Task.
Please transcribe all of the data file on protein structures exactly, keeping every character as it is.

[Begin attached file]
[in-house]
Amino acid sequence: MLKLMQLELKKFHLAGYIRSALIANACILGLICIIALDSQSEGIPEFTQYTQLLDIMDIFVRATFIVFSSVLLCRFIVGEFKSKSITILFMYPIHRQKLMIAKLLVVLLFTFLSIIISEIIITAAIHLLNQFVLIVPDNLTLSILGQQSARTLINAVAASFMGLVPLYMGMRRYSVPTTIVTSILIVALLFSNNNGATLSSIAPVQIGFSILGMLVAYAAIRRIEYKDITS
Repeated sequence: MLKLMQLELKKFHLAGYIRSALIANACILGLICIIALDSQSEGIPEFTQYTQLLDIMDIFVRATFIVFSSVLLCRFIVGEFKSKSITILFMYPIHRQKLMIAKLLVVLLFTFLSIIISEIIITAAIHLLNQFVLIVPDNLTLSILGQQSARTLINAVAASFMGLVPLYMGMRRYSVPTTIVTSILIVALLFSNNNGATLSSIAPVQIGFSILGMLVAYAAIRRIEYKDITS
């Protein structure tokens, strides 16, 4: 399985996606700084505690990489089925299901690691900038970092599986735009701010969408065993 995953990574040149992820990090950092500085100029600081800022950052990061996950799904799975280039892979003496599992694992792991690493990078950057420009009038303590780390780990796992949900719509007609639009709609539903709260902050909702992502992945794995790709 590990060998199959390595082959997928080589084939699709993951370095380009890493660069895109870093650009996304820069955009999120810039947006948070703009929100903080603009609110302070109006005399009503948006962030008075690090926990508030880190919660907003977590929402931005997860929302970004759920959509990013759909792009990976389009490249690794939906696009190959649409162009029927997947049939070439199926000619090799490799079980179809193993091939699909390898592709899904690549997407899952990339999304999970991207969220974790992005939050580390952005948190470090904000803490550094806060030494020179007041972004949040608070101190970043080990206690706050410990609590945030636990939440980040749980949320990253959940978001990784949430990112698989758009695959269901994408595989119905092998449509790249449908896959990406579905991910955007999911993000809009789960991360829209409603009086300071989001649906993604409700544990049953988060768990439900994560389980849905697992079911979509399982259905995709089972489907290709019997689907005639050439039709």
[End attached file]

[in-house]
Amino acid sequence: MLKLMQLELKKFHLAGYIRSALIANACILGLICIIALDSQSEGIPEFTQYTQLLDIMDIFVRATFIVFSSVLLCRFIVGEFKSKSITILFMYPIHRQKLMIAKLLVVLLFTFLSIIISEIIITAAIHLLNQFVLIVPDNLTLSILGQQSARTLINAVAASFMGLVPLYMGMRRYSVPTTIVTSILIVALLFSNNNGATLSSIAPVQIGFSILGMLVAYAAIRRIEYKDITS
Repeated sequence: MLKLMQLELKKFHLAGYIRSALIANACILGLICIIALDSQSEGIPEFTQYTQLLDIMDIFVRATFIVFSSVLLCRFIVGEFKSKSITILFMYPIHRQKLMIAKLLVVLLFTFLSIIISEIIITAAIHLLNQFVLIVPDNLTLSILGQQSARTLINAVAASFMGLVPLYMGMRRYSVPTTIVTSILIVALLFSNNNGATLSSIAPVQIGFSILGMLVAYAAIRRIEYKDITS
């Protein structure tokens, strides 16, 4: 399985996606700084505690990489089925299901690691900038970092599986735009701010969408065993 995953990574040149992820990090950092500085100029600081800022950052990061996950799904799975280039892979003496599992694992792991690493990078950057420009009038303590780390780990796992949900719509007609639009709609539903709260902050909702992502992945794995790709 590990060998199959390595082959997928080589084939699709993951370095380009890493660069895109870093650009996304820069955009999120810039947006948070703009929100903080603009609110302070109006005399009503948006962030008075690090926990508030880190919660907003977590929402931005997860929302970004759920959509990013759909792009990976389009490249690794939906696009190959649409162009029927997947049939070439199926000619090799490799079980179809193993091939699909390898592709899904690549997407899952990339999304999970991207969220974790992005939050580390952005948190470090904000803490550094806060030494020179007041972004949040608070101190970043080990206690706050410990609590945030636990939440980040749980949320990253959940978001990784949430990112698989758009695959269901994408595989119905092998449509790249449908896959990406579905991910955007999911993000809009789960991360829209409603009086300071989001649906993604409700544990049953988060768990439900994560389980849905697992079911979509399982259905995709089972489907290709019997689907005639050439039709």